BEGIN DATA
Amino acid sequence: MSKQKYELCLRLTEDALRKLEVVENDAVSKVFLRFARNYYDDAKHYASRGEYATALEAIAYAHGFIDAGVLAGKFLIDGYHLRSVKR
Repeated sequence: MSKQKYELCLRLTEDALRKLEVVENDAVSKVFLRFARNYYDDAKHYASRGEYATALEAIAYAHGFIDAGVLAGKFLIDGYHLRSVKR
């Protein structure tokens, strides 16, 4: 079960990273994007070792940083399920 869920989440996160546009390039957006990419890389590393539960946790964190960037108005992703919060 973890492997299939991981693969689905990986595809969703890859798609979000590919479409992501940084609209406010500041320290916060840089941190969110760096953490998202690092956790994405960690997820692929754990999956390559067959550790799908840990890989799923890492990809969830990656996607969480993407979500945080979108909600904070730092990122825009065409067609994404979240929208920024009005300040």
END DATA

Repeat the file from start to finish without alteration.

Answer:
Amino acid sequence: MSKQKYELCLRLTEDALRKLEVVENDAVSKVFLRFARNYYDDAKHYASRGEYATALEAIAYAHGFIDAGVLAGKFLIDGYHLRSVKR
Repeated sequence: MSKQKYELCLRLTEDALRKLEVVENDAVSKVFLRFARNYYDDAKHYASRGEYATALEAIAYAHGFIDAGVLAGKFLIDGYHLRSVKR
């Protein structure tokens, strides 16, 4: 079960990273994007070792940083399920 869920989440996160546009390039957006990419890389590393539960946790964190960037108005992703919060 973890492997299939991981693969689905990986595809969703890859798609979000590919479409992501940084609209406010500041320290916060840089941190969110760096953490998202690092956790994405960690997820692929754990999956390559067959550790799908840990890989799923890492990809969830990656996607969480993407979500945080979108909600904070730092990122825009065409067609994404979240929208920024009005300040």